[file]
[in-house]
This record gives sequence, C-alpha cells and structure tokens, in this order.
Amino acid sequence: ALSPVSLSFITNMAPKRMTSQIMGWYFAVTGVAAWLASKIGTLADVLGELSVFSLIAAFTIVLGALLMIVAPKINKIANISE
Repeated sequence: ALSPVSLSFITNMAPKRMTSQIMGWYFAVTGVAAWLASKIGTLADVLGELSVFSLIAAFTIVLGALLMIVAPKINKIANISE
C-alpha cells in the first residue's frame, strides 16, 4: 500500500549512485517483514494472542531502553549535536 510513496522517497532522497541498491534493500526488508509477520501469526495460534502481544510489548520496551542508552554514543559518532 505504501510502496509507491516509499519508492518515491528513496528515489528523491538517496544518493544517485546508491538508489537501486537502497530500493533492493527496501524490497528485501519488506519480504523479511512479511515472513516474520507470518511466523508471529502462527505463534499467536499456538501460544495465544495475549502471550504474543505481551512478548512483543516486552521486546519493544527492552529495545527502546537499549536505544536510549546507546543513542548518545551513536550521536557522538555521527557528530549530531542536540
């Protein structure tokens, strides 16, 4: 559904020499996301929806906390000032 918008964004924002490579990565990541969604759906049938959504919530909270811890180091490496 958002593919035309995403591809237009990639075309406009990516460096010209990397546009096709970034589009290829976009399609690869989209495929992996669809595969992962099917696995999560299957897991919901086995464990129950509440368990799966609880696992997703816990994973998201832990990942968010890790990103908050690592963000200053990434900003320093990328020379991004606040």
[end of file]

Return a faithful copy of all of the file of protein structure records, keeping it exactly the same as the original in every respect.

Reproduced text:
[in-house]
This record gives sequence, C-alpha cells and structure tokens, in this order.
Amino acid sequence: ALSPVSLSFITNMAPKRMTSQIMGWYFAVTGVAAWLASKIGTLADVLGELSVFSLIAAFTIVLGALLMIVAPKINKIANISE
Repeated sequence: ALSPVSLSFITNMAPKRMTSQIMGWYFAVTGVAAWLASKIGTLADVLGELSVFSLIAAFTIVLGALLMIVAPKINKIANISE
C-alpha cells in the first residue's frame, strides 16, 4: 500500500549512485517483514494472542531502553549535536 510513496522517497532522497541498491534493500526488508509477520501469526495460534502481544510489548520496551542508552554514543559518532 505504501510502496509507491516509499519508492518515491528513496528515489528523491538517496544518493544517485546508491538508489537501486537502497530500493533492493527496501524490497528485501519488506519480504523479511512479511515472513516474520507470518511466523508471529502462527505463534499467536499456538501460544495465544495475549502471550504474543505481551512478548512483543516486552521486546519493544527492552529495545527502546537499549536505544536510549546507546543513542548518545551513536550521536557522538555521527557528530549530531542536540
């Protein structure tokens, strides 16, 4: 559904020499996301929806906390000032 918008964004924002490579990565990541969604759906049938959504919530909270811890180091490496 958002593919035309995403591809237009990639075309406009990516460096010209990397546009096709970034589009290829976009399609690869989209495929992996669809595969992962099917696995999560299957897991919901086995464990129950509440368990799966609880696992997703816990994973998201832990990942968010890790990103908050690592963000200053990434900003320093990328020379991004606040």